You see, there’s a reason I haven’t really talked much about the co-op mode in Gekido, and that’s solely because it’s a total mess save for one mode where it works well. In the story mode, both players share the pool of five lives, meaning that you have to double up your skills in order to make sure you won’t die. Enemies are even easier to take out with a buddy, yes, but the irritating hazards come back to curse you even more if you dare to play in this mode. Since the screen won’t fully move unless your partner is close enough to you, there can be some annoying bits where one player can fail a jump due to the second player being too far behind, or barely able to catch up with all the hazards and precise platforming required to progress. I even encounter a really amusing, yet equally devastating bug in this mode, where my friend tumbled into a pit right as I exited a screen in Stage 2’s temple, only for the grunt sound effect to repeat on an endless loop, rapidly draining my partner’s health without any invincibility frames. This glitch was yet another factor that made the main mode tougher to play in co-op, and while it’s amusing to hear a bunch of “OOOOOOOFFFFFFFS” in a row, it’s not so fun when your lives drain a lot because of it. I also had an odd glitch happen where the two of us died at the same time while on our last lives, causing the game to softlock on the game over screen. (Though this appears to have been patched in the latest update, while the co-op pit glitch has not) From the clunky nature of the story mode and the strange bugs, it’s very obvious that this game was not made with two player support in mind, which is why it’s a bit jarring that they didn’t at least try to balance the game a bit differently to account for two-players, or at least give each player their own set of five lives.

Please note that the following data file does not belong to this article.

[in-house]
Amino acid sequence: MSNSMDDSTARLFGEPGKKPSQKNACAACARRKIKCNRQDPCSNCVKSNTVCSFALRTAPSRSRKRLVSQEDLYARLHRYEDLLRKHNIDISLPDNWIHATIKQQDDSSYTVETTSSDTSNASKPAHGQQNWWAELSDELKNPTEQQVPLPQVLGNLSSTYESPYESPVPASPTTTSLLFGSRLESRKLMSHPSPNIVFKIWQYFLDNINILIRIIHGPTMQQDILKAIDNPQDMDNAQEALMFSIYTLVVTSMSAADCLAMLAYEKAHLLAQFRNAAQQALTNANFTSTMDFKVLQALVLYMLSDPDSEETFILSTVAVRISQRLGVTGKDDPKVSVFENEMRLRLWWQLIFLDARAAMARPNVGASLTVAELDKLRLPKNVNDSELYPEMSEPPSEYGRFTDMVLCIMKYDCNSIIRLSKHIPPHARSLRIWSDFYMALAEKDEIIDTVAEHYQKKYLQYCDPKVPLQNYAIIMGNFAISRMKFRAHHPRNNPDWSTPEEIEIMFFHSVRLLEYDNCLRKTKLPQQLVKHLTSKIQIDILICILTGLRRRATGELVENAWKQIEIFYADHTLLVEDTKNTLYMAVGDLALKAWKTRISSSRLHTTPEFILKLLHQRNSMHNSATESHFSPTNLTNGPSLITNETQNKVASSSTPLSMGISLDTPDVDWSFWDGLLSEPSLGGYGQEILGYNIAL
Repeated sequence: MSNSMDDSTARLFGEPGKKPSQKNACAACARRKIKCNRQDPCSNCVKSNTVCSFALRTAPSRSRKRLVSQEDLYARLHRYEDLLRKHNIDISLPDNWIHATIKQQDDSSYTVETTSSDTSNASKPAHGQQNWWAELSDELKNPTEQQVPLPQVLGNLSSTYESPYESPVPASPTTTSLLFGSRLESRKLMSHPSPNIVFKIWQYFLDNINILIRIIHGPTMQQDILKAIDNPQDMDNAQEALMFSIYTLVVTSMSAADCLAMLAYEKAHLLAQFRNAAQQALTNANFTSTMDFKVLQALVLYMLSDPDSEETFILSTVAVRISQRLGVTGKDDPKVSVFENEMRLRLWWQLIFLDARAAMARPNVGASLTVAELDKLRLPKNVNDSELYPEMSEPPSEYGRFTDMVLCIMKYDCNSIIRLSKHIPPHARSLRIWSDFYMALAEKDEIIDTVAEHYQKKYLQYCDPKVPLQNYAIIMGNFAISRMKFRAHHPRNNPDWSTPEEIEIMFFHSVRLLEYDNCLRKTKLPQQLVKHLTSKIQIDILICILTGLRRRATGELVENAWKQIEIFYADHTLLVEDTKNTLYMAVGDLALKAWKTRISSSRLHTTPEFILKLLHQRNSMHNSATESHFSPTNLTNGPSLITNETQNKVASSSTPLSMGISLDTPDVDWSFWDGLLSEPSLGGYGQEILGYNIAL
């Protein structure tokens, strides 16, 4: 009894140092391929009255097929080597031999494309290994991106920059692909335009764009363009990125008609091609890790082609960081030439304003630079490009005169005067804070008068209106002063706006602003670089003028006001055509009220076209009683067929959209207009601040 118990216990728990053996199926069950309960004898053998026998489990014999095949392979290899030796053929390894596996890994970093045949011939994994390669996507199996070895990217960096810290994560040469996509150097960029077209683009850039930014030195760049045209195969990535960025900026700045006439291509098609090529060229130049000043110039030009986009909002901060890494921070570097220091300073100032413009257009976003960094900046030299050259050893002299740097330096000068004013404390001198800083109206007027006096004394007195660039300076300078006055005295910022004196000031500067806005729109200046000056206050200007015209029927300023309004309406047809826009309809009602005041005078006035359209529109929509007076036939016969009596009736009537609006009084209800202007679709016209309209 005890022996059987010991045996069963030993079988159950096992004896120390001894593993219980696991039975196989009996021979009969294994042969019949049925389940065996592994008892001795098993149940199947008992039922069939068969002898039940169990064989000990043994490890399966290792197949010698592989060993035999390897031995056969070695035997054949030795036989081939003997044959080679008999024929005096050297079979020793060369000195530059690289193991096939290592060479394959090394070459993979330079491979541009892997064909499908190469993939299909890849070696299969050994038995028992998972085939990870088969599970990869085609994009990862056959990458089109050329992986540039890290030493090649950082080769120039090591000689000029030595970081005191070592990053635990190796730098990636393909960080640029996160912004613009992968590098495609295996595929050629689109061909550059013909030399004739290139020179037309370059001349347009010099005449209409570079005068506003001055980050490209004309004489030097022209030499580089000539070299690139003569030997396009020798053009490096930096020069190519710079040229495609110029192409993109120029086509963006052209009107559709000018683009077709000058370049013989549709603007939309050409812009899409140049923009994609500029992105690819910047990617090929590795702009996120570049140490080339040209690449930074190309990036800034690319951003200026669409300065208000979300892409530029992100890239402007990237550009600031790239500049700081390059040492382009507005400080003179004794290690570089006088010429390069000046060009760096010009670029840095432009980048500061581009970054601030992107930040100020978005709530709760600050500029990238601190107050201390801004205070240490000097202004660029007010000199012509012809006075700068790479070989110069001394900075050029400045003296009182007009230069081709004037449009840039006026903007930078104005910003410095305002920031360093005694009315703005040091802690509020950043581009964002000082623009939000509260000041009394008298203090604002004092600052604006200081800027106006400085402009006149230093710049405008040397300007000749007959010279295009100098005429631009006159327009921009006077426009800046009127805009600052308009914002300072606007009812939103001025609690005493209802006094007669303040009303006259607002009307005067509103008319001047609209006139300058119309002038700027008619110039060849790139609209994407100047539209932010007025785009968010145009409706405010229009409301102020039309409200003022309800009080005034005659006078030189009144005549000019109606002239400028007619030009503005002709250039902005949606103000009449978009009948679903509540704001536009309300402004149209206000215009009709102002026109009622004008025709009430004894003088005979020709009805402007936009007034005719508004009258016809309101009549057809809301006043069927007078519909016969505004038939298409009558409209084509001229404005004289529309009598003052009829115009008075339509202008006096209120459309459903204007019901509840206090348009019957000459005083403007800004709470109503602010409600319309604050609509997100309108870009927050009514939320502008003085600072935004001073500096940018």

There is good news for brawler fans hoping for some redeeming factor about this game’s co-op mode, however, and that comes from the newly added Survival Mode. This is just a simple hi-score chaser where you must defeat endless hordes of enemies on a single life, the only goal being to get the highest score. Since it’s such a simple concept and the combat is the best part about Gekido, this is an excellent mode, and the one place Co-Op works rather well. You and a friend can just duke it out against all the enemies you can handle, and it’s just plain old linear fun, the way these hi-score chasing modes should be, and a great switch-exclusive addition.